Shops are being looted as Venezuela's citizens, who live on top of the world’s largest oil reserves, are literally starving and dying for lack of food and medicine; all while the country’s gold reserves are being sold to finance its debt. With 1.8 million signatures on a petition for a referendum on Nicolas Maduro’s presidency, the country is threatening to become a failed state. So what should the world learn from the country’s descent into misery? In short, Venezuela is the poster child of the perils of rejecting economic fundamentals.

China Sends Yellen Another Warning, Fixes Yuan At Lowest In Over Five years

We had expected sailing would not be smooth for the FX market, when on Friday afternoon, after Yellen's' unexpectedly hawkish comments at Harvard, which sent the USD surging, we predicted a stormy sea for the Monday Yuan fix.  That is precisely what happened when moments ago the PBOC set the official exchange rate of the onshore Yuan lower by nearly 0.5%, from 6.5490 to 6.5794, the lowest fixing in more than 5 years, or February 2011.

In Stunning Reversal, IMF Blames Globalization For Spreading Inequality, Causing Market Crashes

In a stunning reversal for an organization that rests at the bedrock of the modern "neoliberal" (a term the IMF itself uses generously), aka capitalist system, overnight IMF authors Jonathan D. Ostry, Prakash Loungani, and Davide Furceri issued a research paper titled "Neoliberalism: Oversold?" whose theme is a stunning one: it accuses neoliberalism, and its immediate offshoot, globalization and "financial openness", for causing not only inequality, but also making capital markets unstable.

Is The Market Priced For A Summer Rate-Hike?

Last November, capital markets were discounting a rate hike five months later, based on Fed Funds futures. Same story today. Last November, the S&P 500 was trading near 2100. Same story today. Last November, VIX levels were around 14. Same story today. Last November, instead of waiting five months, the Fed hiked rates one month later; the S&P dropped by 10% over the next eight weeks... And as BofAML's Savita Subramanian warns, hiking during a profits recession usually hasn't ended well.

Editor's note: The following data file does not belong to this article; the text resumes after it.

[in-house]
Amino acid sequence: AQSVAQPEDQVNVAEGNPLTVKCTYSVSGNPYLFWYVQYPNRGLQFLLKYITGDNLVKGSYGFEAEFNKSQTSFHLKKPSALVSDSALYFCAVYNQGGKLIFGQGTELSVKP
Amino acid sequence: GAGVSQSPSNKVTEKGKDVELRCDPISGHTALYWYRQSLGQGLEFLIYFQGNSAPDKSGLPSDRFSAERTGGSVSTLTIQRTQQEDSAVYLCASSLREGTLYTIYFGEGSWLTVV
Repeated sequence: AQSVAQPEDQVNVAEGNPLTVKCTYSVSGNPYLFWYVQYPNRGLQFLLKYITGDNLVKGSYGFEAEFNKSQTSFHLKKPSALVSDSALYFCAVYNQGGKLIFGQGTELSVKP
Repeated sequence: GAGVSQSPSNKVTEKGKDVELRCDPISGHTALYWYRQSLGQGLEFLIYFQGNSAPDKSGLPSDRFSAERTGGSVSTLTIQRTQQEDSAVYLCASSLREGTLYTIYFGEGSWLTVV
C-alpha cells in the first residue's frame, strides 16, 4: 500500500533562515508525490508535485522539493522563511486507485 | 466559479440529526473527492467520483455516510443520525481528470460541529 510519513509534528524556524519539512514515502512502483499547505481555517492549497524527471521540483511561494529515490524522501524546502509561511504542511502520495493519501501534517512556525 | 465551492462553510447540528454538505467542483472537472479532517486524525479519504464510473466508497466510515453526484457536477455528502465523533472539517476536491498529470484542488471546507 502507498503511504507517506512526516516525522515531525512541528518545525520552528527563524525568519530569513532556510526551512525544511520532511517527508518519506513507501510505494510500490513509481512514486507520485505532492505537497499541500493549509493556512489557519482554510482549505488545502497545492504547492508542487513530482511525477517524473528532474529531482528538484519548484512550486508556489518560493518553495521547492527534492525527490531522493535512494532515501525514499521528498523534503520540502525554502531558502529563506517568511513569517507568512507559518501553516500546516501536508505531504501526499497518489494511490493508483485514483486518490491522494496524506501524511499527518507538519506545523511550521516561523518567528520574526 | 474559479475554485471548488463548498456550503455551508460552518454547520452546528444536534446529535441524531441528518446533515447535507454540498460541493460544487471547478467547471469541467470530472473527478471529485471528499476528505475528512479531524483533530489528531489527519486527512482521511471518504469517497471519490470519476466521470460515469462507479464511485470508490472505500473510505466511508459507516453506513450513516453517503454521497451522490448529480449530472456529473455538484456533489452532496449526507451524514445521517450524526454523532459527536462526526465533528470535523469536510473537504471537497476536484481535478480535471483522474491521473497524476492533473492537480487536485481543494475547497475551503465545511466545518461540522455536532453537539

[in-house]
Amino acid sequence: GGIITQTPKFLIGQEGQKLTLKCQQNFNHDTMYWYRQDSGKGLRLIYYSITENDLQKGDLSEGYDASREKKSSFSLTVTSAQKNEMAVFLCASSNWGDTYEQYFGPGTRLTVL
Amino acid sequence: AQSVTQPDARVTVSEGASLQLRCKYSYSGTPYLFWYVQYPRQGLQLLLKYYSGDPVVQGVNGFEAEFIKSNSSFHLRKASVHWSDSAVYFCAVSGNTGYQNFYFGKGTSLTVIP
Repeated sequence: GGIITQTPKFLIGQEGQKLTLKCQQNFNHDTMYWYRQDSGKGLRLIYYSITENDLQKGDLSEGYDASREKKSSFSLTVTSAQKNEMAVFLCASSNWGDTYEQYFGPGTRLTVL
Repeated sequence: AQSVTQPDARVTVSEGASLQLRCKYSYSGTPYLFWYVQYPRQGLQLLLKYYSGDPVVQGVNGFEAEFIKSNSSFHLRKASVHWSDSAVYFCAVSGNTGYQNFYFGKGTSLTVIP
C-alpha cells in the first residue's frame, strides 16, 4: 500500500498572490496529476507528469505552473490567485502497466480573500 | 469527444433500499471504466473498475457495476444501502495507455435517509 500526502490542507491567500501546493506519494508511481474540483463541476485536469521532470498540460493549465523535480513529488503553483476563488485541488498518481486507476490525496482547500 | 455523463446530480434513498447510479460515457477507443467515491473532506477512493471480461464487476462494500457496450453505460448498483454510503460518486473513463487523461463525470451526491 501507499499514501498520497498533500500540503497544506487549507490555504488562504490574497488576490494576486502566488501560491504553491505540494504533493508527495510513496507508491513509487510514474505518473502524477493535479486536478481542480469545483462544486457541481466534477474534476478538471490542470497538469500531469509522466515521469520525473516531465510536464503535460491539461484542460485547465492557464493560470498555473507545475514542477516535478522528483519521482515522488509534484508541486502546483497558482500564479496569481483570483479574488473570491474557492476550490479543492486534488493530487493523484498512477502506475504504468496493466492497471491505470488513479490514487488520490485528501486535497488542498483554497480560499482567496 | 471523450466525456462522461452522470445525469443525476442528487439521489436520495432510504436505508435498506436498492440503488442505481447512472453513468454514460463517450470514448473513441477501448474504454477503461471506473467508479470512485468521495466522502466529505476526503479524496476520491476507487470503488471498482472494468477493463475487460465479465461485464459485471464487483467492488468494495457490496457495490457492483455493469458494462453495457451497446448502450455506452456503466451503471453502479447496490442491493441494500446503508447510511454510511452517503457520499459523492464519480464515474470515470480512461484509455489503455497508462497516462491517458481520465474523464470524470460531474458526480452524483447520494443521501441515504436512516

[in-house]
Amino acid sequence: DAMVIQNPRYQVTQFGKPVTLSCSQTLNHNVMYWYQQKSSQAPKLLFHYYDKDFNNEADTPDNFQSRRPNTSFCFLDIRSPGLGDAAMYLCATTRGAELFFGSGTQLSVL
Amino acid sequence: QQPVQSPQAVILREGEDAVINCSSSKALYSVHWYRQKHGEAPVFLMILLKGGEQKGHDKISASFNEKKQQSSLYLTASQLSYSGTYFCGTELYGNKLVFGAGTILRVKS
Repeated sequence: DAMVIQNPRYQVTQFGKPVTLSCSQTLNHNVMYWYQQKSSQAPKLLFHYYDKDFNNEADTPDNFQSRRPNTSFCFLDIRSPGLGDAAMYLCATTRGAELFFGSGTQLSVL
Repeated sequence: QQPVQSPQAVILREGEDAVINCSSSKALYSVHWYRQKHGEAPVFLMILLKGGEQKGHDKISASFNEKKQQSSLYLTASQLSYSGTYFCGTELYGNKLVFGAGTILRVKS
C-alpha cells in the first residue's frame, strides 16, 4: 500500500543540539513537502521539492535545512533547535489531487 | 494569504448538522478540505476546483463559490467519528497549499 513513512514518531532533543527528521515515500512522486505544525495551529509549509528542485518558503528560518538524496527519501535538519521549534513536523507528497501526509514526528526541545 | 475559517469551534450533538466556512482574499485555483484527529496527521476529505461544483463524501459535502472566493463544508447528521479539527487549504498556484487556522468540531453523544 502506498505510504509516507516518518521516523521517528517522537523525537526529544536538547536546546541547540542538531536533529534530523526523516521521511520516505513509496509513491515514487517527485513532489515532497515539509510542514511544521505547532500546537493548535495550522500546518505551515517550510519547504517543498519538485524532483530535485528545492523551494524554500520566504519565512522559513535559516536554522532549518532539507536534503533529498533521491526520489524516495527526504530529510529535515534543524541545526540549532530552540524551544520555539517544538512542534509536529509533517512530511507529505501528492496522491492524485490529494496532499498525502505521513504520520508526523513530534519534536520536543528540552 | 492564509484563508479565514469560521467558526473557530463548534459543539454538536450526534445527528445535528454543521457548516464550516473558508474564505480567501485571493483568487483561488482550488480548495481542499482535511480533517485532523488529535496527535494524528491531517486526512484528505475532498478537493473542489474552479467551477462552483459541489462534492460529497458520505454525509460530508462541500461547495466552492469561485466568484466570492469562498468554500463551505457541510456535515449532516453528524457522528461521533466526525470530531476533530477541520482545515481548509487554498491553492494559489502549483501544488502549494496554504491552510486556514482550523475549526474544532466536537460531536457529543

Meanwhile In China, Cow-Collateralized Stock Buybacks

Over the past few years, we have written many strange stories about China's often-ridiculous, perpetually-bubbly, always on the precipice financial system. The story about China's literal "cash cows", however, is by far the strangest.

Losing Ground In Flyover America

The Fed’s paint-by-the-numbers Keynesian incrementalism leaves it blind to the underlying rot in the US economy and to drastically over-estimate its capacity to maintain a stable growth equilibrium. In fact, corporate America is being strip-mined by Fed-fueled financial engineering and flyover America is sinking irretrievably into debt, dependency and shrinking living standards.

Saudi Officials Crackdown On FX Market As Currency Peg Starts To Strain

As we warned previously, the devaluation, or breaking of the Saudi Riyal peg to the dollar, could be the black swan event for crude oil and the recent weakness in SAR forwards - while not as violent as Nigeria's Naira - certainly signals a renewed market fear that breaking the peg is imminent. It appears Saudi officials are none too pleased with the free markets speculating on this devaluation and as Bloomberg reports, banks in Saudi Arabia are coming under fresh pressure over products that allow speculators to bet against the kingdom’s currency peg, according to people with knowledge of the matter, which were supposedly banned in January.